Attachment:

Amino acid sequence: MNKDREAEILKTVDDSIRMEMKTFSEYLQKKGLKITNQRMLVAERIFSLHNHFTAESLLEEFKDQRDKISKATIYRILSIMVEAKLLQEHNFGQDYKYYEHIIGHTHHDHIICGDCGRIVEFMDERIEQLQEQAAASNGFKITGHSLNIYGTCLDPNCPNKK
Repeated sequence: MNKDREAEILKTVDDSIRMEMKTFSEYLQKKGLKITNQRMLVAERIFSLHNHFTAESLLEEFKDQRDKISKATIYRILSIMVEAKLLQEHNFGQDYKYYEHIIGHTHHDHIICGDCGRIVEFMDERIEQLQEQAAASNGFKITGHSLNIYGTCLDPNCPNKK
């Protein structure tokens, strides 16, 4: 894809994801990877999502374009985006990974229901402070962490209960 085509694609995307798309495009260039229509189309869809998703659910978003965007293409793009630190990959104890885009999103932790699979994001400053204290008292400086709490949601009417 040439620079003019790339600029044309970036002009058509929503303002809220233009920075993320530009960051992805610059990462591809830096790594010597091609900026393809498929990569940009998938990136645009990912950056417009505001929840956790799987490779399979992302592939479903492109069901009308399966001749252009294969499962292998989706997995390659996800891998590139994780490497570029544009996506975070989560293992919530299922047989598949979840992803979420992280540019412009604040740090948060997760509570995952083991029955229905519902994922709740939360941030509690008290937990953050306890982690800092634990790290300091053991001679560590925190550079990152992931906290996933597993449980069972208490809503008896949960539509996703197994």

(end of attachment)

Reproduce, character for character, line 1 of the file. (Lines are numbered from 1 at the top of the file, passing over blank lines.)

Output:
Amino acid sequence: MNKDREAEILKTVDDSIRMEMKTFSEYLQKKGLKITNQRMLVAERIFSLHNHFTAESLLEEFKDQRDKISKATIYRILSIMVEAKLLQEHNFGQDYKYYEHIIGHTHHDHIICGDCGRIVEFMDERIEQLQEQAAASNGFKITGHSLNIYGTCLDPNCPNKK